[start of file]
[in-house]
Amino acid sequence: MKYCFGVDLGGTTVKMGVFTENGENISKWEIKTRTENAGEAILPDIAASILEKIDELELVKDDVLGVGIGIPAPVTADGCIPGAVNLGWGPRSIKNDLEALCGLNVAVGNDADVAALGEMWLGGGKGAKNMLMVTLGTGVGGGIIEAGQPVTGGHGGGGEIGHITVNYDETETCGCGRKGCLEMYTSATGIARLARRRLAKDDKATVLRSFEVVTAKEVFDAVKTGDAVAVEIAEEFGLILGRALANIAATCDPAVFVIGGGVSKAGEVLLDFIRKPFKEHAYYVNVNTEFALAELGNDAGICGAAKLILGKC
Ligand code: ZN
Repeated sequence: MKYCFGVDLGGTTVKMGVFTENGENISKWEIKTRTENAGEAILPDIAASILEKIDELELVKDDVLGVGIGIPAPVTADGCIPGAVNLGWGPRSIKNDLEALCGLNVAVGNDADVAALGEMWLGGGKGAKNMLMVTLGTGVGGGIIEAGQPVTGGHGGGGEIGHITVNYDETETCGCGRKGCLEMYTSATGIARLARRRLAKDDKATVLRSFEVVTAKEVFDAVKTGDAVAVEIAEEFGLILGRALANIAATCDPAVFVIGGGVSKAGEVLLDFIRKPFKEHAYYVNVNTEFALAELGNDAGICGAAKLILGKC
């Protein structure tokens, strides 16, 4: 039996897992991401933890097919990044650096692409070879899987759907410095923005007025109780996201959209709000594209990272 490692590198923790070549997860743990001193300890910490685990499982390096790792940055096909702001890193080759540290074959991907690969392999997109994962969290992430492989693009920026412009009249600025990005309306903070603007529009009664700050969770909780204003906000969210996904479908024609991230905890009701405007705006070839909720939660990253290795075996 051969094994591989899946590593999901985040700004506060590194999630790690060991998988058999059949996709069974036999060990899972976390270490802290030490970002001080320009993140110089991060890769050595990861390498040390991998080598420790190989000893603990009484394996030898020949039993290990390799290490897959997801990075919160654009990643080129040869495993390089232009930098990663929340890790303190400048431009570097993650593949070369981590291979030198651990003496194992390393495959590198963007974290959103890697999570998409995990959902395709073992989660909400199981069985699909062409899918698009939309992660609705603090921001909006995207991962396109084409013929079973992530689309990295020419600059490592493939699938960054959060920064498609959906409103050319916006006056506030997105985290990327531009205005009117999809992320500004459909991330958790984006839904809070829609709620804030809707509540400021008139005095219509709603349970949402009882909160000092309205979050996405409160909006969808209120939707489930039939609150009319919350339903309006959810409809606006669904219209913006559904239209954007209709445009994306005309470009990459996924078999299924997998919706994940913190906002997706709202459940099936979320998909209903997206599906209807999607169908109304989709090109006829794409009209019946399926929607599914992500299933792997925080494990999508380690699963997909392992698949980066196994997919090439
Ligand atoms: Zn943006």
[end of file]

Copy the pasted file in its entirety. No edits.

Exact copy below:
[in-house]
Amino acid sequence: MKYCFGVDLGGTTVKMGVFTENGENISKWEIKTRTENAGEAILPDIAASILEKIDELELVKDDVLGVGIGIPAPVTADGCIPGAVNLGWGPRSIKNDLEALCGLNVAVGNDADVAALGEMWLGGGKGAKNMLMVTLGTGVGGGIIEAGQPVTGGHGGGGEIGHITVNYDETETCGCGRKGCLEMYTSATGIARLARRRLAKDDKATVLRSFEVVTAKEVFDAVKTGDAVAVEIAEEFGLILGRALANIAATCDPAVFVIGGGVSKAGEVLLDFIRKPFKEHAYYVNVNTEFALAELGNDAGICGAAKLILGKC
Ligand code: ZN
Repeated sequence: MKYCFGVDLGGTTVKMGVFTENGENISKWEIKTRTENAGEAILPDIAASILEKIDELELVKDDVLGVGIGIPAPVTADGCIPGAVNLGWGPRSIKNDLEALCGLNVAVGNDADVAALGEMWLGGGKGAKNMLMVTLGTGVGGGIIEAGQPVTGGHGGGGEIGHITVNYDETETCGCGRKGCLEMYTSATGIARLARRRLAKDDKATVLRSFEVVTAKEVFDAVKTGDAVAVEIAEEFGLILGRALANIAATCDPAVFVIGGGVSKAGEVLLDFIRKPFKEHAYYVNVNTEFALAELGNDAGICGAAKLILGKC
């Protein structure tokens, strides 16, 4: 039996897992991401933890097919990044650096692409070879899987759907410095923005007025109780996201959209709000594209990272 490692590198923790070549997860743990001193300890910490685990499982390096790792940055096909702001890193080759540290074959991907690969392999997109994962969290992430492989693009920026412009009249600025990005309306903070603007529009009664700050969770909780204003906000969210996904479908024609991230905890009701405007705006070839909720939660990253290795075996 051969094994591989899946590593999901985040700004506060590194999630790690060991998988058999059949996709069974036999060990899972976390270490802290030490970002001080320009993140110089991060890769050595990861390498040390991998080598420790190989000893603990009484394996030898020949039993290990390799290490897959997801990075919160654009990643080129040869495993390089232009930098990663929340890790303190400048431009570097993650593949070369981590291979030198651990003496194992390393495959590198963007974290959103890697999570998409995990959902395709073992989660909400199981069985699909062409899918698009939309992660609705603090921001909006995207991962396109084409013929079973992530689309990295020419600059490592493939699938960054959060920064498609959906409103050319916006006056506030997105985290990327531009205005009117999809992320500004459909991330958790984006839904809070829609709620804030809707509540400021008139005095219509709603349970949402009882909160000092309205979050996405409160909006969808209120939707489930039939609150009319919350339903309006959810409809606006669904219209913006559904239209954007209709445009994306005309470009990459996924078999299924997998919706994940913190906002997706709202459940099936979320998909209903997206599906209807999607169908109304989709090109006829794409009209019946399926929607599914992500299933792997925080494990999508380690699963997909392992698949980066196994997919090439
Ligand atoms: Zn943006």